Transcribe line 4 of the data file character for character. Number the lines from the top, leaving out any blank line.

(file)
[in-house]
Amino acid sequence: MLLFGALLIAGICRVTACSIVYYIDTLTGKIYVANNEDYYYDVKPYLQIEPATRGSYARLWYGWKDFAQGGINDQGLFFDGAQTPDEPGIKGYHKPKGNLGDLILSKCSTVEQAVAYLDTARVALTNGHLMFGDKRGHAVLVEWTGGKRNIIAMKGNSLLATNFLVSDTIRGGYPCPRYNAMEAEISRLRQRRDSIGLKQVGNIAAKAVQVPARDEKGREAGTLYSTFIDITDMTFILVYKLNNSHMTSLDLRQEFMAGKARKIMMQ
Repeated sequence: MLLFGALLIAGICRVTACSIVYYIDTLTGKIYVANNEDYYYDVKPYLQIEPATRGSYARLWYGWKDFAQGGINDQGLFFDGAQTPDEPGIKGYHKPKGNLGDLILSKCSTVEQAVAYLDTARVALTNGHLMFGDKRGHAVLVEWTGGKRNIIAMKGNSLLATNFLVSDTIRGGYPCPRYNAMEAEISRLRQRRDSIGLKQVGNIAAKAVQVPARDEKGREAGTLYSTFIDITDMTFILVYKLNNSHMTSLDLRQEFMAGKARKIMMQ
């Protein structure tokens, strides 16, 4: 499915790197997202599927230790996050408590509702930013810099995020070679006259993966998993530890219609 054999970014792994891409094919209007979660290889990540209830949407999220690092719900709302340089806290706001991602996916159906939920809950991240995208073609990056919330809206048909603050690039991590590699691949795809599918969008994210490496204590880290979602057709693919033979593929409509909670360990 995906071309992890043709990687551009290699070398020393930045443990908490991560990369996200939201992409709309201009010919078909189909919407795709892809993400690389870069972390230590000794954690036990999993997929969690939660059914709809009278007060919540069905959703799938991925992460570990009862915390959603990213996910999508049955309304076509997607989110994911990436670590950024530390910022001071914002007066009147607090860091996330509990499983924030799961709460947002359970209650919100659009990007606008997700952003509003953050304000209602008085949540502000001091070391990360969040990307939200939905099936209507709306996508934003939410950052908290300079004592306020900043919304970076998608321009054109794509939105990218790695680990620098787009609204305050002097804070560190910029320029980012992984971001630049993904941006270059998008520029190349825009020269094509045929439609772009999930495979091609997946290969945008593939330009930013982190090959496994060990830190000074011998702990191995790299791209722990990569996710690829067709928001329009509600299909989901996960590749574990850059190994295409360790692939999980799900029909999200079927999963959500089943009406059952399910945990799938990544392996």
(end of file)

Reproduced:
């Protein structure tokens, strides 16, 4: 499915790197997202599927230790996050408590509702930013810099995020070679006259993966998993530890219609 054999970014792994891409094919209007979660290889990540209830949407999220690092719900709302340089806290706001991602996916159906939920809950991240995208073609990056919330809206048909603050690039991590590699691949795809599918969008994210490496204590880290979602057709693919033979593929409509909670360990 995906071309992890043709990687551009290699070398020393930045443990908490991560990369996200939201992409709309201009010919078909189909919407795709892809993400690389870069972390230590000794954690036990999993997929969690939660059914709809009278007060919540069905959703799938991925992460570990009862915390959603990213996910999508049955309304076509997607989110994911990436670590950024530390910022001071914002007066009147607090860091996330509990499983924030799961709460947002359970209650919100659009990007606008997700952003509003953050304000209602008085949540502000001091070391990360969040990307939200939905099936209507709306996508934003939410950052908290300079004592306020900043919304970076998608321009054109794509939105990218790695680990620098787009609204305050002097804070560190910029320029980012992984971001630049993904941006270059998008520029190349825009020269094509045929439609772009999930495979091609997946290969945008593939330009930013982190090959496994060990830190000074011998702990191995790299791209722990990569996710690829067709928001329009509600299909989901996960590749574990850059190994295409360790692939999980799900029909999200079927999963959500089943009406059952399910945990799938990544392996």